"Noise in this context just means an imperfection – it's like a typo," Dalla Torre said "So, a quantum computer does a computation and sometimes it gives you the wrong answer. The technical term is NISQ, noisy intermediate scale quantum computing. This is the general name of all the devices that we have right now. These are devices that are quantum, but they are not perfect ones. They make some mistakes."

For Dr. Brian Neyenhuis, Commercial Operations Group Leader at Quantinuum, projects such as Dalla Torre's are useful benchmarks of early quantum computers and, also help demonstrate and more clearly understand the difference between classical and quantum computation.

After seeing the initial results from the H0 system, he worked with Dalla Torre to run it again on the upgraded H1 system (still only using six qubits).

"We knew from a large number of standard benchmarks that the H1 system was a big step forward for us, but it was still nice to see such a clear signal that the improvements that we had made translated directly to better performance on this non-local game," Dr. Neyenhuis said.

What's Next

Dalla Torre and his students completed the experiment through the Microsoft Azure Quantum platform. "Being able to do this kind of work on the cloud is vital for the growth of quantum experimentation," he said. "The fact that I was sitting in Israel at Bar-Ilan University and I could connect to the computers and use them using on the internet, that's something amazing."

Dalla Torre and his team would like to expand this sort of research in the future, especially as commercial quantum computers add qubits and reduce noise.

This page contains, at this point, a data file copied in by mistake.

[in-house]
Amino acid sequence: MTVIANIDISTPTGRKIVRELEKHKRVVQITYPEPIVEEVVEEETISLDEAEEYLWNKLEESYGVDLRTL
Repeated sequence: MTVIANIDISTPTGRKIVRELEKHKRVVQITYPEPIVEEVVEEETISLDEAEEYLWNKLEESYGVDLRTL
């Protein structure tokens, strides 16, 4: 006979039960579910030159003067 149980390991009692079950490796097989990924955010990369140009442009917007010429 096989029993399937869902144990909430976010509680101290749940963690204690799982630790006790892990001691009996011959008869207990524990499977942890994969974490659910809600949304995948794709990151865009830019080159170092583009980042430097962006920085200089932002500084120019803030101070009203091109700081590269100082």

Source: https://www.biu.ac.il/en

Tell Us What You Think

Do you have a review, update or anything you would like to add to this news story?

Leave your feedback
Your comment type
Submit
Azthena logo

AZoM.com powered by Azthena AI

Your AI Assistant finding answers from trusted AZoM content

Azthena logo with the word Azthena

Your AI Powered Scientific Assistant

Hi, I'm Azthena, you can trust me to find commercial scientific answers from AZoNetwork.com.

A few things you need to know before we start. Please read and accept to continue.

  • Use of “Azthena” is subject to the terms and conditions of use as set out by OpenAI.
  • Content provided on any AZoNetwork sites are subject to the site Terms & Conditions and Privacy Policy.
  • Large Language Models can make mistakes. Consider checking important information.

Great. Ask your question.

While we only use edited and approved content for Azthena answers, it may on occasions provide incorrect responses. Please confirm any data provided with the related suppliers or authors. We do not provide medical advice, if you search for medical information you must always consult a medical professional before acting on any information provided.

Your questions, but not your email details will be shared with OpenAI and retained for 30 days in accordance with their privacy principles.

Please do not ask questions that use sensitive or confidential information.

Read the full Terms & Conditions.